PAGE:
Import docker image into k3s

For my day job I am doing work within Kubernetes for a client.

I am doing my development (ha!) via a local k3s installation and running Rancher so I can easily follow things as I install and destroy things.

But getting my newly created docker image into k3s was problematic.

Since this image should not be hosted via any public registry, and it is no where near ready for a private registry, I needed to figure out how to get this done.

Rabbit holes and a ton of failures ensued.

Examples I found via searching all revolved around a 2 step process.

docker save path/image:tag > image-tag.tar ; k3s ctr images import image-tag.tar

There were variations on this theme but none of them worked. Every k3s ctr images ls was empty of my image. No errors, no output from commands though each command took time to operate. My tar image looked fine. What is going on?!

Digging myself out I decided to try something a little different. I mean this is a UNIX-like system so pipes are cool. So, time to test a theory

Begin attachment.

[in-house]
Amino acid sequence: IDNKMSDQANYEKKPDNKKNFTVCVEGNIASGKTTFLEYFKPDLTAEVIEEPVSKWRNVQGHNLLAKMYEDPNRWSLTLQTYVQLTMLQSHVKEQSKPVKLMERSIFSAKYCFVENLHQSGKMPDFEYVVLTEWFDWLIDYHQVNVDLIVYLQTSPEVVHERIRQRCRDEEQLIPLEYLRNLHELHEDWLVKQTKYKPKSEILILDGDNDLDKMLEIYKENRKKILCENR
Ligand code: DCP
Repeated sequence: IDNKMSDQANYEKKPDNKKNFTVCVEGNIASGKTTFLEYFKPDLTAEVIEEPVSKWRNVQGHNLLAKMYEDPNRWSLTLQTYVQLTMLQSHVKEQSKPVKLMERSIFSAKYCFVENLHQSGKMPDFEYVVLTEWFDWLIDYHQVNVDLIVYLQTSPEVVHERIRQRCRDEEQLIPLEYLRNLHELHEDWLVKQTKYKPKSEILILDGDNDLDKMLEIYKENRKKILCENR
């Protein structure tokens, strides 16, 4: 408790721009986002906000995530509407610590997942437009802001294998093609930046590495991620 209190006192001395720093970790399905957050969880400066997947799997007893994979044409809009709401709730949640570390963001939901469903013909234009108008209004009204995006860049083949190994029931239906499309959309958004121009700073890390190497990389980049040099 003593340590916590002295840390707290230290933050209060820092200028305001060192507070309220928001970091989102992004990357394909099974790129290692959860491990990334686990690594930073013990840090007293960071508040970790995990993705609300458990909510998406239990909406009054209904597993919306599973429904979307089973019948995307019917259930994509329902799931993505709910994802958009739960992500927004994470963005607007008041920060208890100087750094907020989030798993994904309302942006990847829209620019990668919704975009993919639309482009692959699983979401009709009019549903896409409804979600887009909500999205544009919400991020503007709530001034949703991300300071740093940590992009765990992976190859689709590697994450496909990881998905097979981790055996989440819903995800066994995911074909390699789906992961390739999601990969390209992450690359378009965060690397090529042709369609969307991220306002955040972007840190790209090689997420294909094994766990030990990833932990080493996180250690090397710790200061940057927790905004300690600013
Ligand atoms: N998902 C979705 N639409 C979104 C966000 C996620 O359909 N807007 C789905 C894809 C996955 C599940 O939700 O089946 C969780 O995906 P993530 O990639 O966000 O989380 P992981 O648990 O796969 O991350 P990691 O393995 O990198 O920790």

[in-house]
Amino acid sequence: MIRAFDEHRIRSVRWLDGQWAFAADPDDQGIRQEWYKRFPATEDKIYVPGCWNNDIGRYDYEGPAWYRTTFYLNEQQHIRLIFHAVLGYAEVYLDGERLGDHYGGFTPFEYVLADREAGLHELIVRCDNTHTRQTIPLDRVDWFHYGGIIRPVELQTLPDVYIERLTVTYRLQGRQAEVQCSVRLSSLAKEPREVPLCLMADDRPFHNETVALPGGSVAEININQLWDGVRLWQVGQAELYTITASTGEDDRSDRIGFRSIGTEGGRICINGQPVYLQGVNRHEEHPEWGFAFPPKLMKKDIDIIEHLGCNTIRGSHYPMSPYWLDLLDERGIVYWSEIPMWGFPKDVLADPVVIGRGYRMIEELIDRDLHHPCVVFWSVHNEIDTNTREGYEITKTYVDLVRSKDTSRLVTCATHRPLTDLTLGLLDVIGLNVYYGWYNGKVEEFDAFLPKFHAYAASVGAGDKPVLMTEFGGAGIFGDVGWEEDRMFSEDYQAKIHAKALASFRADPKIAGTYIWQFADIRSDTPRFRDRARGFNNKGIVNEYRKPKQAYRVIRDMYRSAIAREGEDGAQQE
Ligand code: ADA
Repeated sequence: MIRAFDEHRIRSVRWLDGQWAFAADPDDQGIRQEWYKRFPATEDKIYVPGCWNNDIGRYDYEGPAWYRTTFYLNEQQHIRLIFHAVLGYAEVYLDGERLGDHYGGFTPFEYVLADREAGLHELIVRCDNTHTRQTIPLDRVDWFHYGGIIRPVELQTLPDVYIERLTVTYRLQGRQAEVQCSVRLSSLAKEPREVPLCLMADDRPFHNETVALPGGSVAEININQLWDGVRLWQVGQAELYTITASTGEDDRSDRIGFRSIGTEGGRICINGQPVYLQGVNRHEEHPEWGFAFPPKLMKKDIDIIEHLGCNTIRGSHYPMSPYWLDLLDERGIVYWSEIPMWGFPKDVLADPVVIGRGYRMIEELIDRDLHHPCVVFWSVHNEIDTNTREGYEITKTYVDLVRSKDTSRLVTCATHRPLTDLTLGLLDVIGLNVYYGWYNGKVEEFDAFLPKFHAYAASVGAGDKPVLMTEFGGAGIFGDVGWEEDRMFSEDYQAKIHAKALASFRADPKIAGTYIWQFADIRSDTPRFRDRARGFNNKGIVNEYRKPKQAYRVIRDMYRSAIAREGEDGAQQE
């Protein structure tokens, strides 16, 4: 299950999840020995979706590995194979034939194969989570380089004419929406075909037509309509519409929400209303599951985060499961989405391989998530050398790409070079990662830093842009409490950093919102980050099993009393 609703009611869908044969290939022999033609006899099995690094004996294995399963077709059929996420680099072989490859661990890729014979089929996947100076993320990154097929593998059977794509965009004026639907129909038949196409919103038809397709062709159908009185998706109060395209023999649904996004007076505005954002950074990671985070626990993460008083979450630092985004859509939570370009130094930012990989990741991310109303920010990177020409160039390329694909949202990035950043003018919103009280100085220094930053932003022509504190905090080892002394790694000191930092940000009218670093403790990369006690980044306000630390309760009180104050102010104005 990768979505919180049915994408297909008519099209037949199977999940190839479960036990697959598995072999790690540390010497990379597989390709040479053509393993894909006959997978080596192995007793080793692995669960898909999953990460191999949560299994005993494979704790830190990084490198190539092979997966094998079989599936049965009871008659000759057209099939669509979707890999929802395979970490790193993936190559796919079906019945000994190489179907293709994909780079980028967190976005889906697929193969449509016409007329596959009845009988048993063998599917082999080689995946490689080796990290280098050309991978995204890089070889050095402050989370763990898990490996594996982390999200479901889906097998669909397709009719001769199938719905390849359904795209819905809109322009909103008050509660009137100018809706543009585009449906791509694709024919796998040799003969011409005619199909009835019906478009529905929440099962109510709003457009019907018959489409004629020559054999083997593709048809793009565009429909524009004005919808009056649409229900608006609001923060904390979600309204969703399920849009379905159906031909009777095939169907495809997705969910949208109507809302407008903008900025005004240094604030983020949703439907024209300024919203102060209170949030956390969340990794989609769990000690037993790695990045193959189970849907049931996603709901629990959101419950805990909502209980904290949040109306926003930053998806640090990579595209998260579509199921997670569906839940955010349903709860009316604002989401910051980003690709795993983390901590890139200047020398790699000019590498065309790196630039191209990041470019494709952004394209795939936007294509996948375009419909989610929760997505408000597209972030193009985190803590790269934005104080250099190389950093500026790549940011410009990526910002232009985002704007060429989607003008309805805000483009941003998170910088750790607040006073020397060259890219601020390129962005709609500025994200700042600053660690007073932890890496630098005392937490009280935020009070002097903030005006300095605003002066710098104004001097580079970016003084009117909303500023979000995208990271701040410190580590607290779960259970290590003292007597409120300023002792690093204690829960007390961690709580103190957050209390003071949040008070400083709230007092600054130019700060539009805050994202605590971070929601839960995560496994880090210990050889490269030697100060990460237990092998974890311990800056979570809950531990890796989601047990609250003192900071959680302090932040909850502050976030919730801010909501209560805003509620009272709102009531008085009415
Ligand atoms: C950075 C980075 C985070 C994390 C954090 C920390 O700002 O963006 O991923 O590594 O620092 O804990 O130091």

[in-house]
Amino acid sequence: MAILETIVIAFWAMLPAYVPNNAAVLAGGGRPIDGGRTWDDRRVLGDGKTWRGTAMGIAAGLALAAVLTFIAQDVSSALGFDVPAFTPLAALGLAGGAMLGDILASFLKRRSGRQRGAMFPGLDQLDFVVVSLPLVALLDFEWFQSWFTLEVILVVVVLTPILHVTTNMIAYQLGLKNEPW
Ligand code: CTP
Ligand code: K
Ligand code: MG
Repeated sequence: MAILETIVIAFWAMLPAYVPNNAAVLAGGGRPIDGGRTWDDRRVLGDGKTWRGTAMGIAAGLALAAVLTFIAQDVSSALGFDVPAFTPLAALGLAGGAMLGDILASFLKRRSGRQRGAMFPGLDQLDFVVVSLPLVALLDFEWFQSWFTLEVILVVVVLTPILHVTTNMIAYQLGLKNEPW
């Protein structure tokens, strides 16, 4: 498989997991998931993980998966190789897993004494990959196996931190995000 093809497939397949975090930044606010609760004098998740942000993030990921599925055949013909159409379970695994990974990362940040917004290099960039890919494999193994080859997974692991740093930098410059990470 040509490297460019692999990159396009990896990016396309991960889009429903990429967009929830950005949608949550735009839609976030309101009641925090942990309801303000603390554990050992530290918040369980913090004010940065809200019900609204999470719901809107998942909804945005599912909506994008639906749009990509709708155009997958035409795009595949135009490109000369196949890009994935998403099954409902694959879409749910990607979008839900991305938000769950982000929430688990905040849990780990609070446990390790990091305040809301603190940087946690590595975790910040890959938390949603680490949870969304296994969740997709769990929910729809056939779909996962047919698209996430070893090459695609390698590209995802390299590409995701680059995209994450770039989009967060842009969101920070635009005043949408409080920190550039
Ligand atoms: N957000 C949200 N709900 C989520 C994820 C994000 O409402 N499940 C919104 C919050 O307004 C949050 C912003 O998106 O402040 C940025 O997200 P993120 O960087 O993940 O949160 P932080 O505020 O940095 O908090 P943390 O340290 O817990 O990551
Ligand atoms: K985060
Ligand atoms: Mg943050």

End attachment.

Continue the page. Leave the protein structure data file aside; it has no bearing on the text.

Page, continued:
Since docker save sends output to standard out (stdout) then maybe k3s ctr images import supported reading on standard in (stdin).

So, I tried the following:

docker save path/image:tag | k3s ctr images import -

Followed by:

k3s ctr images ls | grep path/image

Walla! It worked! Still zero status output but I was able to see my image. It was named a little weird as it was though it all ending up being exactly what I wanted: local docker image into k3s so I can test.

To use a local image as I described above, you would need to update your deployment as such:

  repository: path/image
  tag: tag
  imagePullPolicy: Never

The imagePullPolicy: Never will cause Kubernetes to use it’s local collection of images and not look for an image from a remote repository.

While this has been useful for this use case it is, of course, probably 100x easier to just use a registry whether it is via Docker, Artifactory, or any other registry service. A system like minikube has a local registry built in.

My (ha!) comment

While I work in the SecDevOps world I am not really a standard programmer of any kind though I can read and debug most things pretty well. It’s that whole writing application code that throws me into the land of headaches and frustration. Don’t let it fool you, though. I can do things, really, I just burn a lot of energy to do so.